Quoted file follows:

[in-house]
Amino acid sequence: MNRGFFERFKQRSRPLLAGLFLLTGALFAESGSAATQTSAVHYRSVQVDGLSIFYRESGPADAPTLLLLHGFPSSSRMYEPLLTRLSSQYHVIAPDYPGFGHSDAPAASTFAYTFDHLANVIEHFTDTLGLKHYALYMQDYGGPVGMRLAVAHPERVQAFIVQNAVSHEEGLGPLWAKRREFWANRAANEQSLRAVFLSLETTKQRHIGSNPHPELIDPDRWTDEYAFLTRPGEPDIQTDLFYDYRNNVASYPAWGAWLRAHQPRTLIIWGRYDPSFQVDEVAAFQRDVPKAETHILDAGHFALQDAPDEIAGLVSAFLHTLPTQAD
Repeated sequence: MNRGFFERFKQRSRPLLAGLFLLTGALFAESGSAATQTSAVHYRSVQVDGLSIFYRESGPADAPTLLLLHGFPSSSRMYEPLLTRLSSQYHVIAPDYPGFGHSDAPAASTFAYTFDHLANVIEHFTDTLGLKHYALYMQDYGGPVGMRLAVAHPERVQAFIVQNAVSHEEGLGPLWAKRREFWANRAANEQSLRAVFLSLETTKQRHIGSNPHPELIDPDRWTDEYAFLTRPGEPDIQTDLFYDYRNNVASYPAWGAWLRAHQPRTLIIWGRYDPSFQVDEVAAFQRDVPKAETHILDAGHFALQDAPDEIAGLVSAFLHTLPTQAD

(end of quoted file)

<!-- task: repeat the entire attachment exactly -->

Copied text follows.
[in-house]
Amino acid sequence: MNRGFFERFKQRSRPLLAGLFLLTGALFAESGSAATQTSAVHYRSVQVDGLSIFYRESGPADAPTLLLLHGFPSSSRMYEPLLTRLSSQYHVIAPDYPGFGHSDAPAASTFAYTFDHLANVIEHFTDTLGLKHYALYMQDYGGPVGMRLAVAHPERVQAFIVQNAVSHEEGLGPLWAKRREFWANRAANEQSLRAVFLSLETTKQRHIGSNPHPELIDPDRWTDEYAFLTRPGEPDIQTDLFYDYRNNVASYPAWGAWLRAHQPRTLIIWGRYDPSFQVDEVAAFQRDVPKAETHILDAGHFALQDAPDEIAGLVSAFLHTLPTQAD
Repeated sequence: MNRGFFERFKQRSRPLLAGLFLLTGALFAESGSAATQTSAVHYRSVQVDGLSIFYRESGPADAPTLLLLHGFPSSSRMYEPLLTRLSSQYHVIAPDYPGFGHSDAPAASTFAYTFDHLANVIEHFTDTLGLKHYALYMQDYGGPVGMRLAVAHPERVQAFIVQNAVSHEEGLGPLWAKRREFWANRAANEQSLRAVFLSLETTKQRHIGSNPHPELIDPDRWTDEYAFLTRPGEPDIQTDLFYDYRNNVASYPAWGAWLRAHQPRTLIIWGRYDPSFQVDEVAAFQRDVPKAETHILDAGHFALQDAPDEIAGLVSAFLHTLPTQAD